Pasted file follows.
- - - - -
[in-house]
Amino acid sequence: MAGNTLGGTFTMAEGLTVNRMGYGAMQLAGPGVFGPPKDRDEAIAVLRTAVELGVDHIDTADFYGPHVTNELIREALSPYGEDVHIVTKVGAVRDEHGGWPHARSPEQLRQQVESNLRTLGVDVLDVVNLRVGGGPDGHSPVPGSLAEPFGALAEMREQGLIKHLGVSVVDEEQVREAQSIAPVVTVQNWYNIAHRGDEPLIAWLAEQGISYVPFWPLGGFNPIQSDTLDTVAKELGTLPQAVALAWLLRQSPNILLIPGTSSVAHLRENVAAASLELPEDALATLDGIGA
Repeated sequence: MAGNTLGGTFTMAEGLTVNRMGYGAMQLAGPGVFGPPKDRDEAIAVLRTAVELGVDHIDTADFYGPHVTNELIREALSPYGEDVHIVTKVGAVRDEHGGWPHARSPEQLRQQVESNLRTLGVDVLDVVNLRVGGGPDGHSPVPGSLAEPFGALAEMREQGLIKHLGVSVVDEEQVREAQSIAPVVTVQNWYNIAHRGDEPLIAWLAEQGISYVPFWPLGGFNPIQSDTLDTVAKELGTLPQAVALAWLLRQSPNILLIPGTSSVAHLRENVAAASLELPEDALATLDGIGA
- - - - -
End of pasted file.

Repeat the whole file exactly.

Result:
[in-house]
Amino acid sequence: MAGNTLGGTFTMAEGLTVNRMGYGAMQLAGPGVFGPPKDRDEAIAVLRTAVELGVDHIDTADFYGPHVTNELIREALSPYGEDVHIVTKVGAVRDEHGGWPHARSPEQLRQQVESNLRTLGVDVLDVVNLRVGGGPDGHSPVPGSLAEPFGALAEMREQGLIKHLGVSVVDEEQVREAQSIAPVVTVQNWYNIAHRGDEPLIAWLAEQGISYVPFWPLGGFNPIQSDTLDTVAKELGTLPQAVALAWLLRQSPNILLIPGTSSVAHLRENVAAASLELPEDALATLDGIGA
Repeated sequence: MAGNTLGGTFTMAEGLTVNRMGYGAMQLAGPGVFGPPKDRDEAIAVLRTAVELGVDHIDTADFYGPHVTNELIREALSPYGEDVHIVTKVGAVRDEHGGWPHARSPEQLRQQVESNLRTLGVDVLDVVNLRVGGGPDGHSPVPGSLAEPFGALAEMREQGLIKHLGVSVVDEEQVREAQSIAPVVTVQNWYNIAHRGDEPLIAWLAEQGISYVPFWPLGGFNPIQSDTLDTVAKELGTLPQAVALAWLLRQSPNILLIPGTSSVAHLRENVAAASLELPEDALATLDGIGA